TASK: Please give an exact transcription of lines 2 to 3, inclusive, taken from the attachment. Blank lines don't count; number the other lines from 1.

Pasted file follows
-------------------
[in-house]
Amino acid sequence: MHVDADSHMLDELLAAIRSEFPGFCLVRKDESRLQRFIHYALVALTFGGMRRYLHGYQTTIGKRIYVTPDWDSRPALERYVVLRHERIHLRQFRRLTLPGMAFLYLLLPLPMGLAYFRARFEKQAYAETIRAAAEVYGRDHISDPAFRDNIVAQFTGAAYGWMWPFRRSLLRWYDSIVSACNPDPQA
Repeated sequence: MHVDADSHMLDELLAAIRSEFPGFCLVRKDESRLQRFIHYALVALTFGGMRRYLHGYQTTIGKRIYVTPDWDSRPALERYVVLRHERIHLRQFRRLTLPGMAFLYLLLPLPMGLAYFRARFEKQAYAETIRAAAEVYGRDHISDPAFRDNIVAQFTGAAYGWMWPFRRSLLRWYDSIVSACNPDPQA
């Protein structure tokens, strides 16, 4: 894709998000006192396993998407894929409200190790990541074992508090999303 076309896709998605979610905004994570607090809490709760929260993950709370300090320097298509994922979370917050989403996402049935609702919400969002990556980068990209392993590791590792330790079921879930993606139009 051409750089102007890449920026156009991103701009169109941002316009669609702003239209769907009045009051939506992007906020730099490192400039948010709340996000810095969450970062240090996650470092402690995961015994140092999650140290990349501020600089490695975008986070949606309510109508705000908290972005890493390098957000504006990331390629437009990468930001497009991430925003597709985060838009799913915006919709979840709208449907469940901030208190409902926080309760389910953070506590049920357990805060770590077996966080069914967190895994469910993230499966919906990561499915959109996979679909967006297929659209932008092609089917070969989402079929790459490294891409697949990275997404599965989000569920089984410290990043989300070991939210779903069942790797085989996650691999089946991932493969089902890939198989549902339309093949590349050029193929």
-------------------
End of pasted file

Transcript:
Amino acid sequence: MHVDADSHMLDELLAAIRSEFPGFCLVRKDESRLQRFIHYALVALTFGGMRRYLHGYQTTIGKRIYVTPDWDSRPALERYVVLRHERIHLRQFRRLTLPGMAFLYLLLPLPMGLAYFRARFEKQAYAETIRAAAEVYGRDHISDPAFRDNIVAQFTGAAYGWMWPFRRSLLRWYDSIVSACNPDPQA
Repeated sequence: MHVDADSHMLDELLAAIRSEFPGFCLVRKDESRLQRFIHYALVALTFGGMRRYLHGYQTTIGKRIYVTPDWDSRPALERYVVLRHERIHLRQFRRLTLPGMAFLYLLLPLPMGLAYFRARFEKQAYAETIRAAAEVYGRDHISDPAFRDNIVAQFTGAAYGWMWPFRRSLLRWYDSIVSACNPDPQA